CHICAGO -- The dominance of the Astros' starting rotation in the first three weeks of the season has had a ripple effect on the bullpen. Houston relievers had thrown the fourth fewest innings (62) in the Major Leagues entering Sunday, which could pay huge dividends going forward if the starters
CHICAGO -- The dominance of the Astros' starting rotation in the first three weeks of the season has had a ripple effect on the bullpen. Houston relievers had thrown the fourth fewest innings (62) in the Major Leagues entering Sunday, which could pay huge dividends going forward if the starters continue work deep into games.
Through 22 games, Astros starters had a 2.12 ERA in 135 2/3 innings, both tops in the Major Leagues. The Astros' bullpen ranked third in the Majors with a 2.61 ERA.
"Any days you can take away from the bullpen will help them over the long stretch," Astros manager AJ Hinch said. "There was a stretch here I've used [Chris] Devenski every other day or [Will] Harris every other day or guys two out of three days and that accumulation will catch up over time.
"It's nice when the starters absorb a lot of those innings or maybe there's an inning or two in there we have to force the pitchers into pitching because they haven't pitched in a few days. I'd rather err on the side of too little usage than too much usage."
Last year, Houston relievers posted a 4.09 ERA in 88 games in the first half of the season and a 4.49 ERA in 73 games in the second half. Hinch patched his bullpen together in the postseason using starters in several key spots, including Charlie Morton in Game 7 of the World Series.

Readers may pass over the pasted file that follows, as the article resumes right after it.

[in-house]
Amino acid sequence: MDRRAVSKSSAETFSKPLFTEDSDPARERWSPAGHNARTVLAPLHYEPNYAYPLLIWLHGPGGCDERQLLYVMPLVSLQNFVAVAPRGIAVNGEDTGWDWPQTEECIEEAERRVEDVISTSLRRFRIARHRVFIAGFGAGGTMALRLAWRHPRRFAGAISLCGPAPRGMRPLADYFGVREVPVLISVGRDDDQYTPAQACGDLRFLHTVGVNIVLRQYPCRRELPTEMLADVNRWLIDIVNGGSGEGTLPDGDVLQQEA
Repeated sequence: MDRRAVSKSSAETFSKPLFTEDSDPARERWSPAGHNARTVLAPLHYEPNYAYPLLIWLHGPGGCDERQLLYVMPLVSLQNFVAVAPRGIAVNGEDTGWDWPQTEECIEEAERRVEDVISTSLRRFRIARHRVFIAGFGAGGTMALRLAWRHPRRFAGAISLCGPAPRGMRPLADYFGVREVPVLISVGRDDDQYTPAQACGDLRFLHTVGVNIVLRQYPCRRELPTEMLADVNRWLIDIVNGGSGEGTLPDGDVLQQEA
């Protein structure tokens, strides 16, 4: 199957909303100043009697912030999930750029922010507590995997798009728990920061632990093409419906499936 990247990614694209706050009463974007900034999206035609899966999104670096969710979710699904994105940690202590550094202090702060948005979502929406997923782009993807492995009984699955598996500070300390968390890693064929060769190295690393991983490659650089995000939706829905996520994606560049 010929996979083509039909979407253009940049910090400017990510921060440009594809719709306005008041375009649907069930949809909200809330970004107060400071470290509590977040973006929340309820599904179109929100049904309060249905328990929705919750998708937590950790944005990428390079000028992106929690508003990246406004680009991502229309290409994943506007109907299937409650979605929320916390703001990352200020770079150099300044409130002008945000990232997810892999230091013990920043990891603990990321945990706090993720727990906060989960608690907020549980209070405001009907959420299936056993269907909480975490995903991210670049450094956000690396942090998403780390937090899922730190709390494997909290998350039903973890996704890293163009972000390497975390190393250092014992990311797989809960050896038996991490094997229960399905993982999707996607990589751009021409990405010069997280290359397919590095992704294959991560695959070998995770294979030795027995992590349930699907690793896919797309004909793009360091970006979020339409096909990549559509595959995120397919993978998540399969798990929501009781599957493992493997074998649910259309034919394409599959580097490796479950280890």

Astros blazing a trail on Earth Day
The Astros joined the rest of baseball in celebrating Earth Day on Sunday, and the club boasts a variety of green initiatives, including LED lighting at Minute Maid Park.
Major League Baseball was the first professional sports league to have all of its teams as members of the Green Sports Alliance, which promotes healthy, sustainable communities in sports. In fact, MLB clubs diverted more than 20,000 tons of recycled or composted waste during the 2017 season.
The Astros have retrofitted light fixtures in their front-office spaces and converted center-field lighting to LED. They also provide single-stream recycling opportunities for fans and engage in cardboard, pallet and electronic recycling -- maintaining a 5-percent increase in their diversion rate each year.
What's more, the Astros and Nationals are currently pursuing LEED Silver certification at their Spring Training facility, The Ballpark of the Palm Beaches in West Palm Beach, Fla. LEED (Leadership in Energy and Environmental Design) certifications are given to buildings that meet strict guidelines for environmental responsibility by using less water and energy and reduce greenhouse gas emissions.
Brian McTaggart has covered the Astros since 2004, and for MLB.com since 2009. Follow @brianmctaggart on Twitter and listen to his podcast.